Weekly 'Pulse' Issue 61


Eyes in the Sky

little ripper.jpg

A revolutionary Australian life-saving drone has been put into action for the first time while out for what was initially intended to be a training exercise.

Local lifeguards in northern NSW were familiarising themselves with The Westpac "Little Ripper" unmanned drone when they received news that 2 teenagers were stuck in a dangerous current. The drone was able to locate the swimmers and deploy an inflatable pod to assist them as they made their way to shore. This process, which would normally take lifeguards up to 7 minutes, was completed in only 70 seconds. 

The Westpac Little Ripper drone program is run in conjunction with Lifesaving Australia and the NSW Government for the combined purpose of shark monitoring and rescue missions such as this, and a prime example of its life-saving potential. 

Read more here. 

How could can unmanned technologies augment human interventions and extend the capabilities of over-extended public services?  

'Self Driving' Takes Flight


Hovering a little higher above the surface, drones capable of carrying passengers are now a reality, for those with $300,000 to spare.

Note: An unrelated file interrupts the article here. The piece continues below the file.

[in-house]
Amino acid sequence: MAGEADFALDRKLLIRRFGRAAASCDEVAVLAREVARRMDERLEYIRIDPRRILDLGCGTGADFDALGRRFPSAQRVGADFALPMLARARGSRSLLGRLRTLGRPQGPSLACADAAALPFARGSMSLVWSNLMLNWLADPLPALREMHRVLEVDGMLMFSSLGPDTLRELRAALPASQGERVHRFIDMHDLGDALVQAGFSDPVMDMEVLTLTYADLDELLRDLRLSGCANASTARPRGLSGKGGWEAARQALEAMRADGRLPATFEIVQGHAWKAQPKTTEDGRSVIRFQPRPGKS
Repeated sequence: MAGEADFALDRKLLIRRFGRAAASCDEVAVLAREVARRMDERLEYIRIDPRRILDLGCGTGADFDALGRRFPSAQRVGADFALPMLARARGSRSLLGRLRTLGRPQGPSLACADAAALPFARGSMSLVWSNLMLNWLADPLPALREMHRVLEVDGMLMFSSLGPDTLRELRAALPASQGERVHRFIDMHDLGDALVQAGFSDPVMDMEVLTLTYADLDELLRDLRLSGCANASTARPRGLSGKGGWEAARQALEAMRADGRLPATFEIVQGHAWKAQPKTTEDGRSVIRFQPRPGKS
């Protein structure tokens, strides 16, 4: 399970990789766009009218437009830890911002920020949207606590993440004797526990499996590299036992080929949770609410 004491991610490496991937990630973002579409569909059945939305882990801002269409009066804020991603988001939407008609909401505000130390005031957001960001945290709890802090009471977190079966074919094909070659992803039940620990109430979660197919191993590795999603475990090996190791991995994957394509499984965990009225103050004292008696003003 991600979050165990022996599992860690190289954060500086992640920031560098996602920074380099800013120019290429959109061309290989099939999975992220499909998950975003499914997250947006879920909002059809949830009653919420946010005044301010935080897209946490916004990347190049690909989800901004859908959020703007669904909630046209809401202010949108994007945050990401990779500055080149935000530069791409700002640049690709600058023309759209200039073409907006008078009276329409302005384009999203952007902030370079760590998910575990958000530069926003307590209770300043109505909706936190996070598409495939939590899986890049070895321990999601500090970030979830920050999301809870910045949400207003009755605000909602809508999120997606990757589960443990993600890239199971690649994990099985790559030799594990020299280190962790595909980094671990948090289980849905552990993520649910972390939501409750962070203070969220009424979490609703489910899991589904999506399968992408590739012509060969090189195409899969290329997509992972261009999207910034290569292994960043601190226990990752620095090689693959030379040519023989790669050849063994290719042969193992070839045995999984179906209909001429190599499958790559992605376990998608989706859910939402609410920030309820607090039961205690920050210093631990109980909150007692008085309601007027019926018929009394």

The Ehang184 is named as such because it carries 1 passenger, has 8 rotors and 4 arms. It has been receiving a lot of attention after it released a video of a manned flight to deliver Christmas presents to local children in Guangzhou, China. 

The fully automated drone has a cruising range of 25 minutes at up to 60km/h. Flight paths are pre-programmed prior to flight and the drone uses a variety of sensors to bring itself back down to Earth safely. 

Watch it in action here. 

How could autonomous transportation change the way we navigate, experience and engage with urban cities?

Powering Life on Mars


Further afield, NASA scientists are testing a compact, transportable new design for a nuclear reactor hoped to one day power early habitation on Mars.

Traditional power systems require impossible amounts of "fuel" to be transported into space in order to provide sufficient electricity to live and eventually return back to Earth - one of the most significant barriers to our exploration further into space.

The Kilopower reactor is designed to be easily transported and simple to use for our future planetary neighbours. Each atom splitting device (and the nuclear material within it) is compact and reliable enough to safely and efficiently make the voyage to Mars. One generator will be capable of generating 10kw of electricity, comparable to the use of 2 large households. NASA estimate that a single landing ship will be able to carry the 4 systems needed to power an entire early habitation. 

Read more here.

How could alternate sources of energy transform not just our traditional transportation and urban infrsutructure, but how and where we live altogether?